The Sweet Smell of Intellectual Property

The 7th Circuit just handed down a decision that is certain to make its way into the annals of my copyright class materials (pun intended). JCW Investments v. Novelty, Inc, ___ F.3d ___ (7th Cir. 2007).

Some of the best excerpts from the opinion:

Meet Pull My Finger® Fred. He is a white, middle-aged, overweight man with black hair and a receding hairline, sitting in an armchair wearing a white tank top and blue pants. Fred is a plush doll and when one squeezes Fred’s extended finger on his right hand, he farts. He also makes somewhat crude, somewhat funny statements about the bodily noises he emits, such as “Did somebody step on a duck?” or “Silent but deadly.”

Fartman could be Fred’s twin. Fartman, also a plush doll, is a white, middle-aged, overweight man with black hair and a receding hairline, sitting in an armchair wearing a white tank top and blue pants. Fartman (as his name suggests) also farts when one squeezes his extended finger; he too cracks jokes about the bodily function. Two of Fartman’s seven jokes are the same as two of the 10 spoken by Fred. Needless to say, Tekky Toys, which manufactures Fred, was not happy when Novelty, Inc., began producing Fartman, nor about Novelty’s production of a farting Santa doll sold under the name Pull-My-Finger Santa.

Somewhat to our surprise, it turns out that there is a niche market for farting dolls, and it is quite lucrative. Tekky Toys, an Illinois corporation, designs and sells a whole line of them. Fred was just the beginning.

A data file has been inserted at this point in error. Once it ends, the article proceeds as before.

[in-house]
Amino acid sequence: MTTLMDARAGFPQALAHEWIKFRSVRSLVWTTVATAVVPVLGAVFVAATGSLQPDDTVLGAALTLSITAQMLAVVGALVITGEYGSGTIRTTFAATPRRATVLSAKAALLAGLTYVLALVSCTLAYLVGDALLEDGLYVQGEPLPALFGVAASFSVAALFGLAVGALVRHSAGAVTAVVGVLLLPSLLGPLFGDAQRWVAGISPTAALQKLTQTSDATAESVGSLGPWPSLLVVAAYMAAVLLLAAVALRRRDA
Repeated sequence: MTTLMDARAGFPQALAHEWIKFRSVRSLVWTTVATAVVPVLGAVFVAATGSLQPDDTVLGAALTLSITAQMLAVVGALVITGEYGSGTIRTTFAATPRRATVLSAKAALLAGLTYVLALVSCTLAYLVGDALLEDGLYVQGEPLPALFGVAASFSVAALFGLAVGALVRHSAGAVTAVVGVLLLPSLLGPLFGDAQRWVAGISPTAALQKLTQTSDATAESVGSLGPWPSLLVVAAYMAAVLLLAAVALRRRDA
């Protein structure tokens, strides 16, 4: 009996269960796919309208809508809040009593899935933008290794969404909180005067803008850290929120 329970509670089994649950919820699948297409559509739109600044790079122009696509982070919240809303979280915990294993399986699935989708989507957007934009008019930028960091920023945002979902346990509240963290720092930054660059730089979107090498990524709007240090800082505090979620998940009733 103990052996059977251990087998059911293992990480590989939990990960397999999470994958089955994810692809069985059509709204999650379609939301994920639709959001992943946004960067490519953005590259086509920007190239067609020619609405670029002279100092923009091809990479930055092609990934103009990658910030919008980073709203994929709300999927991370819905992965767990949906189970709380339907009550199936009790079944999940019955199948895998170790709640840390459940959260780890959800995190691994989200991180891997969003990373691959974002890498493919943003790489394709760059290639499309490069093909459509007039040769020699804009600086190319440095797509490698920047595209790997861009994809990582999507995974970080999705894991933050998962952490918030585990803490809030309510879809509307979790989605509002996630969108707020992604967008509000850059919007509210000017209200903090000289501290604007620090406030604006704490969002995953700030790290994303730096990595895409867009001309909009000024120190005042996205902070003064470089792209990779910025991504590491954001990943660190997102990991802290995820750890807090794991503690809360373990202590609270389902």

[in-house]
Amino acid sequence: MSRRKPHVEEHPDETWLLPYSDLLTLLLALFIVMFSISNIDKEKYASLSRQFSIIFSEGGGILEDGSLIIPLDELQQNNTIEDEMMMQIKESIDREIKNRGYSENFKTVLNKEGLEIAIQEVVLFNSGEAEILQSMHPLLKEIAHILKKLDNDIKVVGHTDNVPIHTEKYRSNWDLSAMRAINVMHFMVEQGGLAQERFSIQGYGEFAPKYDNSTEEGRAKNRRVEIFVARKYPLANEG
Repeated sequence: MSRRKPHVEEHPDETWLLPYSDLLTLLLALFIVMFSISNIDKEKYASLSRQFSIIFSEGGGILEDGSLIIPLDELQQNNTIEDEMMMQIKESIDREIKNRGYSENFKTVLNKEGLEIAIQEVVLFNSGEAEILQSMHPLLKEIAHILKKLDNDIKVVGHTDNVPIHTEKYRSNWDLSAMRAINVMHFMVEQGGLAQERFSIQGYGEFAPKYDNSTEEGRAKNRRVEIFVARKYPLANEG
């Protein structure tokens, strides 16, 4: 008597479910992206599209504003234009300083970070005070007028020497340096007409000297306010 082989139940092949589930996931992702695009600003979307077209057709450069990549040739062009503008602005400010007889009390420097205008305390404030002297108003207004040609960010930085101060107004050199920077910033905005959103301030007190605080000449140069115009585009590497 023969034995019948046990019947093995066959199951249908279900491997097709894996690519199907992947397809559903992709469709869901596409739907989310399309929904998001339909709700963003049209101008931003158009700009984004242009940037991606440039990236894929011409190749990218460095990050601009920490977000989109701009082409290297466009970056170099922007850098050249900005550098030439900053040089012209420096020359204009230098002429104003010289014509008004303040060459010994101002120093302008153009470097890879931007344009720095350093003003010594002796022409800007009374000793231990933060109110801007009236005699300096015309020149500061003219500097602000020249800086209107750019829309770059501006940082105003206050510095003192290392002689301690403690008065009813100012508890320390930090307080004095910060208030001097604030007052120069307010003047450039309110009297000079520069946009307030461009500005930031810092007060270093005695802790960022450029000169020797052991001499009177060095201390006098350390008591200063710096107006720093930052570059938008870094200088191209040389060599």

Novelty could have created another plush doll of a middle-aged farting man that would seem nothing like Fred. He could, for example, have a blond mullet and wear flannel, have a nose that is drawn on rather than protruding substantially from the rest of the head, be standing rather than ensconced in an armchair, and be wearing shorts rather than blue pants. To see how easy this would be, one need look no further than Tekky’s Frankie doll, which is also a plush doll, but differs in numerous details: he is not sitting, and he has blond hair, a tattoo, and a red-and-white striped tank. Frankie is not a copy of Fred. Fartman is.

The case materials are available here:

  1. JCW Invs., Inc. v. Novelty, Inc., 289 F. Supp. 2d 1023 (N.D. Ill. 2003) (Fartman Doll Trial Decision).
  2. JCW Investments v. Novelty, Inc, ___ F.3d ___ (7th Cir. 2007). (The Fartman Appeal – Edited for length. If you would like the entire opinion, it is available here).

William Patry has a good discussion of the case available here.

3 Responses to The Sweet Smell of Intellectual Property

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